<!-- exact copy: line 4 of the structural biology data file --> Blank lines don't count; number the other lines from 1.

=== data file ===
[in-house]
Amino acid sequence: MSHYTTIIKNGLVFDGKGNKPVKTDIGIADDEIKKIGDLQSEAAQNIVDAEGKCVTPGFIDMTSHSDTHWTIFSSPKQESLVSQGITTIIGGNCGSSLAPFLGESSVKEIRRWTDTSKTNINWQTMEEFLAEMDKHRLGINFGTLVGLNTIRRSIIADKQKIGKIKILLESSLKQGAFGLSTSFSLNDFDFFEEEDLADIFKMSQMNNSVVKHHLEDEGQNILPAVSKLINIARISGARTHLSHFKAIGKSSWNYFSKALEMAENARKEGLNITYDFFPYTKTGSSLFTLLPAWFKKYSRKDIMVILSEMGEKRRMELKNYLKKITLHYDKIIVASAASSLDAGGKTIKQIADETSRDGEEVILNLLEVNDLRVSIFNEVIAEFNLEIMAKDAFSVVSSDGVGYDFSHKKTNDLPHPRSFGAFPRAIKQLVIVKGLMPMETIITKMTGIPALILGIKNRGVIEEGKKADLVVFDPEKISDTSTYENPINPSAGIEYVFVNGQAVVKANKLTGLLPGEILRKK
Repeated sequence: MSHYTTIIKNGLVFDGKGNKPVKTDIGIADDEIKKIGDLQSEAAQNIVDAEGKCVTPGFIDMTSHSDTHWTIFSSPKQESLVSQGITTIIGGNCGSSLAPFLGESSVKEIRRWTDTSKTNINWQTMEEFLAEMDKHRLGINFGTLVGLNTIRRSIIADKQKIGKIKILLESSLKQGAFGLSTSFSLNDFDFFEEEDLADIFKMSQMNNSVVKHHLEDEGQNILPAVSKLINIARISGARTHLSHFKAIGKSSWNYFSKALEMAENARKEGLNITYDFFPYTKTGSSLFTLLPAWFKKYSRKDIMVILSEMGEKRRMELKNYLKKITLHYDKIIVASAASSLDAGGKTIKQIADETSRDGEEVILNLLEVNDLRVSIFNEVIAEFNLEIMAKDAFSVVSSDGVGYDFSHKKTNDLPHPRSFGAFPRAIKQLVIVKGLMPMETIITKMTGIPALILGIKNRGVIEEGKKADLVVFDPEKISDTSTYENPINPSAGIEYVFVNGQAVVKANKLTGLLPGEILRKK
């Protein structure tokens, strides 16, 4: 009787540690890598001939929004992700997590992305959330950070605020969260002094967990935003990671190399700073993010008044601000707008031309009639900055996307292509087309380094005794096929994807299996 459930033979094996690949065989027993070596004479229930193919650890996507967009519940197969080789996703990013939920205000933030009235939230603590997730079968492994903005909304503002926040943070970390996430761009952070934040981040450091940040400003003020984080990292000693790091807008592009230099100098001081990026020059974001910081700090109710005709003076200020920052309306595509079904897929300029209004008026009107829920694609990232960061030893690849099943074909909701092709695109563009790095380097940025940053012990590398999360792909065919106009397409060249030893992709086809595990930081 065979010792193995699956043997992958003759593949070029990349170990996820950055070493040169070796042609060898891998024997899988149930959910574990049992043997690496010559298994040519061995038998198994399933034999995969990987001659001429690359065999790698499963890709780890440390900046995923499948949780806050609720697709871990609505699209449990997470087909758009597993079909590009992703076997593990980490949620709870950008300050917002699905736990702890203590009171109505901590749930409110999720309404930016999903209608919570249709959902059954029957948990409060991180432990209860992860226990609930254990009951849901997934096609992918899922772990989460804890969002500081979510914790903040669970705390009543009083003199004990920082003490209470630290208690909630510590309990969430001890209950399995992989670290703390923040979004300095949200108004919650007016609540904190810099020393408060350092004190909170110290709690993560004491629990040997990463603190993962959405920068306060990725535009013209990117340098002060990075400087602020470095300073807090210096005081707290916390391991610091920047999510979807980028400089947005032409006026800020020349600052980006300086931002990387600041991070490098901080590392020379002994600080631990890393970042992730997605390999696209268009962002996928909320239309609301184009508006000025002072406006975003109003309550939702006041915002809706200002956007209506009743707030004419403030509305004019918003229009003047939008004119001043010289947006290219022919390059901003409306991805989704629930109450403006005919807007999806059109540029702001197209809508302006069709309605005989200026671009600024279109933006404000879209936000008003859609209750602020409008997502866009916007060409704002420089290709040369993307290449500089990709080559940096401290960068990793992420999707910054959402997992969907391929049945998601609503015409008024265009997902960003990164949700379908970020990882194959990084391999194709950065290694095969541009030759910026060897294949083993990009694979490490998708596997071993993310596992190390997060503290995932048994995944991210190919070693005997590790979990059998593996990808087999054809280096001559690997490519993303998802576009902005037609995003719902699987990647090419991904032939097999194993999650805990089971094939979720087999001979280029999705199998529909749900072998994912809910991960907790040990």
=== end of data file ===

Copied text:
């Protein structure tokens, strides 16, 4: 009787540690890598001939929004992700997590992305959330950070605020969260002094967990935003990671190399700073993010008044601000707008031309009639900055996307292509087309380094005794096929994807299996 459930033979094996690949065989027993070596004479229930193919650890996507967009519940197969080789996703990013939920205000933030009235939230603590997730079968492994903005909304503002926040943070970390996430761009952070934040981040450091940040400003003020984080990292000693790091807008592009230099100098001081990026020059974001910081700090109710005709003076200020920052309306595509079904897929300029209004008026009107829920694609990232960061030893690849099943074909909701092709695109563009790095380097940025940053012990590398999360792909065919106009397409060249030893992709086809595990930081 065979010792193995699956043997992958003759593949070029990349170990996820950055070493040169070796042609060898891998024997899988149930959910574990049992043997690496010559298994040519061995038998198994399933034999995969990987001659001429690359065999790698499963890709780890440390900046995923499948949780806050609720697709871990609505699209449990997470087909758009597993079909590009992703076997593990980490949620709870950008300050917002699905736990702890203590009171109505901590749930409110999720309404930016999903209608919570249709959902059954029957948990409060991180432990209860992860226990609930254990009951849901997934096609992918899922772990989460804890969002500081979510914790903040669970705390009543009083003199004990920082003490209470630290208690909630510590309990969430001890209950399995992989670290703390923040979004300095949200108004919650007016609540904190810099020393408060350092004190909170110290709690993560004491629990040997990463603190993962959405920068306060990725535009013209990117340098002060990075400087602020470095300073807090210096005081707290916390391991610091920047999510979807980028400089947005032409006026800020020349600052980006300086931002990387600041991070490098901080590392020379002994600080631990890393970042992730997605390999696209268009962002996928909320239309609301184009508006000025002072406006975003109003309550939702006041915002809706200002956007209506009743707030004419403030509305004019918003229009003047939008004119001043010289947006290219022919390059901003409306991805989704629930109450403006005919807007999806059109540029702001197209809508302006069709309605005989200026671009600024279109933006404000879209936000008003859609209750602020409008997502866009916007060409704002420089290709040369993307290449500089990709080559940096401290960068990793992420999707910054959402997992969907391929049945998601609503015409008024265009997902960003990164949700379908970020990882194959990084391999194709950065290694095969541009030759910026060897294949083993990009694979490490998708596997071993993310596992190390997060503290995932048994995944991210190919070693005997590790979990059998593996990808087999054809280096001559690997490519993303998802576009902005037609995003719902699987990647090419991904032939097999194993999650805990089971094939979720087999001979280029999705199998529909749900072998994912809910991960907790040990």